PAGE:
>>GRANT: Now this is basically designed to replicate buffalo, elk, you know, cattle more recently – a big group of big animals and their feet just trampling everything down – and that terminates that standing crop and leaves a really good mulch that serves as slow-release fertilizer for the oncoming crop.

>>GRANT: Deer have really small hooves, and they eat the best and move on. They don’t eat everything to the ground, so they’re not gonna terminate the crop unless it’s a brand-new crop you just planted like soybeans, and they wipe ‘em out before they get going. Deer are not gonna terminate the crops in our food plots.

>>GRANT: And that’s where the crimper comes in. I can let the crop I planted last fall get to about this stage – a little bit earlier. And I want it when the seeds are mature enough that when I squeeze the seeds, water comes out. That’s called the dough stage. And at the dough stage if I roll over or drive over that with the crimper and those fins are breaking the stem about every eight inches, that terminates the crop and does not allow those seeds to mature.

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>>GRANT: So, it’s called crimping. Again, it’s crimping the stem. It’s not cutting. A really common question is, “Hey, I don’t have a crimper.” And I understand that. “Can’t I use my bush hog or my rotary mower?” And the answer is, usually not.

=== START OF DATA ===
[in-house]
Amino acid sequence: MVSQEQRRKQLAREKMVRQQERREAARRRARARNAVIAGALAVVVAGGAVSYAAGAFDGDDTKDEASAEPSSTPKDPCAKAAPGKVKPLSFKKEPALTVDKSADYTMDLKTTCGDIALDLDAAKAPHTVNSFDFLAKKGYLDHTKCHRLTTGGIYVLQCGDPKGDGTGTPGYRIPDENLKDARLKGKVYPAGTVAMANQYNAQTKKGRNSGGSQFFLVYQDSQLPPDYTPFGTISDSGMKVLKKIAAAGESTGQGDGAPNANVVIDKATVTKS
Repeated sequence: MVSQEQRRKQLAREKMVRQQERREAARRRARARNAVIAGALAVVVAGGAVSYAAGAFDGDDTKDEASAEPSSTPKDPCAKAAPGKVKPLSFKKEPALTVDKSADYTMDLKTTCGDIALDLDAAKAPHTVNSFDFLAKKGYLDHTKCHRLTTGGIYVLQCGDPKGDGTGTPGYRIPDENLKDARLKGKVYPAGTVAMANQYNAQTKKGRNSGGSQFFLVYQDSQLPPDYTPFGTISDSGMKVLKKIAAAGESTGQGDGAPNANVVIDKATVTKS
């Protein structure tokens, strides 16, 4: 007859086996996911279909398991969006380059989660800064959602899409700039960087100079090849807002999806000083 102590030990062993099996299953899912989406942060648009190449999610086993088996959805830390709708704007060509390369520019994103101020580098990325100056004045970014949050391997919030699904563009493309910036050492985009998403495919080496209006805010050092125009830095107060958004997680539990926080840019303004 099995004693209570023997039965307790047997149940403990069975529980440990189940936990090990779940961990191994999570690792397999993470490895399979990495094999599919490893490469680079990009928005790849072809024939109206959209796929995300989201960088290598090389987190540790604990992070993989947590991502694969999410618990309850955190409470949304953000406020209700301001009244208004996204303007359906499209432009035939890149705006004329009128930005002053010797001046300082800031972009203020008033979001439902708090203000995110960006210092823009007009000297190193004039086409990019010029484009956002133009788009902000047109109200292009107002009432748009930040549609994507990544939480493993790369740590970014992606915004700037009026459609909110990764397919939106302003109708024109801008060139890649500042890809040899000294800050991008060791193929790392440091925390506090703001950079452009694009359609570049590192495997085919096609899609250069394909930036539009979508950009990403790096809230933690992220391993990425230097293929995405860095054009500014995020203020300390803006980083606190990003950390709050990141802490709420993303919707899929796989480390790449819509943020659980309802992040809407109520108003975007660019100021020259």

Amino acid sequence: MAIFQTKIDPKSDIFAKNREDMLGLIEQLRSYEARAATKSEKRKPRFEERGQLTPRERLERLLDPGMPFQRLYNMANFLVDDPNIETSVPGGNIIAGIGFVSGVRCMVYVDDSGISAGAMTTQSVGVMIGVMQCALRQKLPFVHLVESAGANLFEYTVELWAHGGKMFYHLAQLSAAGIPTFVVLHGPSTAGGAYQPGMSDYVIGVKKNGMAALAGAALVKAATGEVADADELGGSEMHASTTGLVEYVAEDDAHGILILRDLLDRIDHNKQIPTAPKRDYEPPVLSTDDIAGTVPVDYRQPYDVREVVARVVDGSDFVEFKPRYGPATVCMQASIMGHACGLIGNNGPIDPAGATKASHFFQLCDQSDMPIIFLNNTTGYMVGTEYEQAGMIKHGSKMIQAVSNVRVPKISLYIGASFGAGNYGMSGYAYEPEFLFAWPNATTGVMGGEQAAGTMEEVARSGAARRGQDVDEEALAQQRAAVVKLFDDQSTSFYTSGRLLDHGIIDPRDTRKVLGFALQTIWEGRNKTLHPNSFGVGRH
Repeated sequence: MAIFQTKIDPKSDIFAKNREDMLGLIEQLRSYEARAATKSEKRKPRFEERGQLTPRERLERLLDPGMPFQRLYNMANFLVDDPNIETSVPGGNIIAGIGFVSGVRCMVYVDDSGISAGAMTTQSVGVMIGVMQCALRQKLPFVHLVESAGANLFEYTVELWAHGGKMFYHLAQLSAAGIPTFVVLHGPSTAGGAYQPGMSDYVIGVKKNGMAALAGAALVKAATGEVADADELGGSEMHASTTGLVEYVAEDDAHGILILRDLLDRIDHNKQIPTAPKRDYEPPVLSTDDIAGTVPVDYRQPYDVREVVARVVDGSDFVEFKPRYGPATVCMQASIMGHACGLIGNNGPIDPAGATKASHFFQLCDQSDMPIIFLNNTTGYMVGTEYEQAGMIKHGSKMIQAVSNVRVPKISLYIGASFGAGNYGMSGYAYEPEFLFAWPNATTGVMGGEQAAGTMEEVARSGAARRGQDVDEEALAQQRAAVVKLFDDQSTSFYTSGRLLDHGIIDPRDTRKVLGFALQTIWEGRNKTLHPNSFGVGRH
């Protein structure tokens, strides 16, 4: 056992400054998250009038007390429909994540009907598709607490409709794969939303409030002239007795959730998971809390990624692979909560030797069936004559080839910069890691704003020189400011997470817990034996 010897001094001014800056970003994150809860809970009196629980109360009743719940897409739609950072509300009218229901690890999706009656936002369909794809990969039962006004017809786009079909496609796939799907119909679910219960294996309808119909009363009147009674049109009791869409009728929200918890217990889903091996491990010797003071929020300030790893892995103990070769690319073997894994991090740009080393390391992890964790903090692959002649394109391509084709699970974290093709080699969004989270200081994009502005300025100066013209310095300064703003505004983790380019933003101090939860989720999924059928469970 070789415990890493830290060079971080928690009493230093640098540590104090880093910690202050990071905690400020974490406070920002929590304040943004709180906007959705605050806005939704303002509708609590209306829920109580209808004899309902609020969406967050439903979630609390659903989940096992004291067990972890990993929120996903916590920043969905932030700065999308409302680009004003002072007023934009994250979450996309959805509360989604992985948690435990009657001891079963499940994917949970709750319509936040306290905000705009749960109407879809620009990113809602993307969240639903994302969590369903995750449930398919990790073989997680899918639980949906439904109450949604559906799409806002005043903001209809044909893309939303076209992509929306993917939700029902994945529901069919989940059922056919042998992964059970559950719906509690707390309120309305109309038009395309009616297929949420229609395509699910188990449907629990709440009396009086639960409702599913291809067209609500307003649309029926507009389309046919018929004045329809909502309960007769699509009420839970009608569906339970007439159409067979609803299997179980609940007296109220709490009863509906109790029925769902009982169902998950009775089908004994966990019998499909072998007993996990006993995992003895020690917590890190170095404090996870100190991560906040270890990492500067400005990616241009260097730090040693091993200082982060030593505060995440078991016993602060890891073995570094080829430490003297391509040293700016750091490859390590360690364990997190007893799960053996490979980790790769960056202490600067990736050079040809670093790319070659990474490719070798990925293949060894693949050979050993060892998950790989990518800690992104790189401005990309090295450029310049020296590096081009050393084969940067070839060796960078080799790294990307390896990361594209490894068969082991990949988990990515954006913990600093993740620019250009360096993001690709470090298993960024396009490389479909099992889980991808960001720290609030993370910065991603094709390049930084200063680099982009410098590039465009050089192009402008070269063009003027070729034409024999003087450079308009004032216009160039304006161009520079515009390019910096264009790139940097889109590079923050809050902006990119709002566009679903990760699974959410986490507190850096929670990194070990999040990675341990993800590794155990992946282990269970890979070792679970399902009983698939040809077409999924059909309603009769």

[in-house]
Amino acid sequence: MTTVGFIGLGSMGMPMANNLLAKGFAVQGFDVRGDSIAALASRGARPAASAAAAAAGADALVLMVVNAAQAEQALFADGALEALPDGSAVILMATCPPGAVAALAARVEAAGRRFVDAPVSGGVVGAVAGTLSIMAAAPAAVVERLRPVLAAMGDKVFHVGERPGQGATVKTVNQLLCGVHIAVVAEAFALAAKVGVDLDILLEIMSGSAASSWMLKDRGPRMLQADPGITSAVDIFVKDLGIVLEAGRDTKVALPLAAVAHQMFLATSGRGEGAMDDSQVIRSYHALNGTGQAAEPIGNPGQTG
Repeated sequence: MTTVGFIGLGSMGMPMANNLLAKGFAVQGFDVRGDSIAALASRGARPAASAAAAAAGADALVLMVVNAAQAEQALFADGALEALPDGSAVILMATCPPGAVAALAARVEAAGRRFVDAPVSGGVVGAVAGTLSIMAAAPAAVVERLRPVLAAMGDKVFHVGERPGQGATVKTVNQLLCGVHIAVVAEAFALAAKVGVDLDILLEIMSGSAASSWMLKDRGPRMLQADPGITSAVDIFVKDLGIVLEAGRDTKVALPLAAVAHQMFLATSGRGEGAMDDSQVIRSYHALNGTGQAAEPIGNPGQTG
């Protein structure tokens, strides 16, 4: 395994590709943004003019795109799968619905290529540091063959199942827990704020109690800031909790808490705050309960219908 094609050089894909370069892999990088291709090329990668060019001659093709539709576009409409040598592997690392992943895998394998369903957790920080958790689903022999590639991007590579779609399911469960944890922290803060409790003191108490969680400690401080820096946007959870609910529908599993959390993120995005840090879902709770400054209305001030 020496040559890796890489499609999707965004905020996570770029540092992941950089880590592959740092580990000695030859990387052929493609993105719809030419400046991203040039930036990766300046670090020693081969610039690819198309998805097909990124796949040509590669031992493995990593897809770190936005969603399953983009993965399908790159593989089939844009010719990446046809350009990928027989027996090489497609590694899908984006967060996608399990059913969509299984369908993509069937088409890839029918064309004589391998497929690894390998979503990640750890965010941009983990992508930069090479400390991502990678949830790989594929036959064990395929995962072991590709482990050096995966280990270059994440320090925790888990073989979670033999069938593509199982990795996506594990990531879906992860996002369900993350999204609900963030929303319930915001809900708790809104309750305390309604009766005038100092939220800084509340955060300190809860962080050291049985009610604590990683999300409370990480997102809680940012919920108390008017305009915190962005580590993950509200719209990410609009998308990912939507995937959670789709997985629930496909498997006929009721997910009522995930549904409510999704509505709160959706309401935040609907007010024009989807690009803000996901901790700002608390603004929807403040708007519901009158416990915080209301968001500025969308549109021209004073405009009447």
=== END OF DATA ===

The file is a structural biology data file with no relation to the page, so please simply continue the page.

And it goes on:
>>GRANT: I’m standing in the yard here at our equipment place, and we mow it. It doesn’t kill it. You know, this isn’t a fancy yard. There’s clovers and grasses and annual weeds and perennial weeds in here, and they come back. Now mowing will terminate some weeds and some grasses, but not many. So, mowing isn’t a good alternative to terminate a crop.

>>GRANT: In addition, most mowers I’ve used leave strips or clumps. And those clumps would be so thick that the new crop can’t come through there or even a new drill can’t penetrate all that to plant the seeds and get them at the right depth in the soil. So, mowing is not a good replacement for spraying or crimping in most situations.

>>GRANT: If you’re like us and you plant crops in the fall to attract deer and get some nutrition over the winter, and then crops this time of year to feed deer – to supplement their food source through the summer – then you want to terminate that crop you planted in the fall during planting season the following spring.

>>GRANT: For years now I’ve been primarily using the crimper because I like not using herbicide unless I have to, and I really like planting green – planting through that standing crop – and then using the crimper to terminate it and lay it down as a thick mulch. That is the best way to make rapid gains in soil health.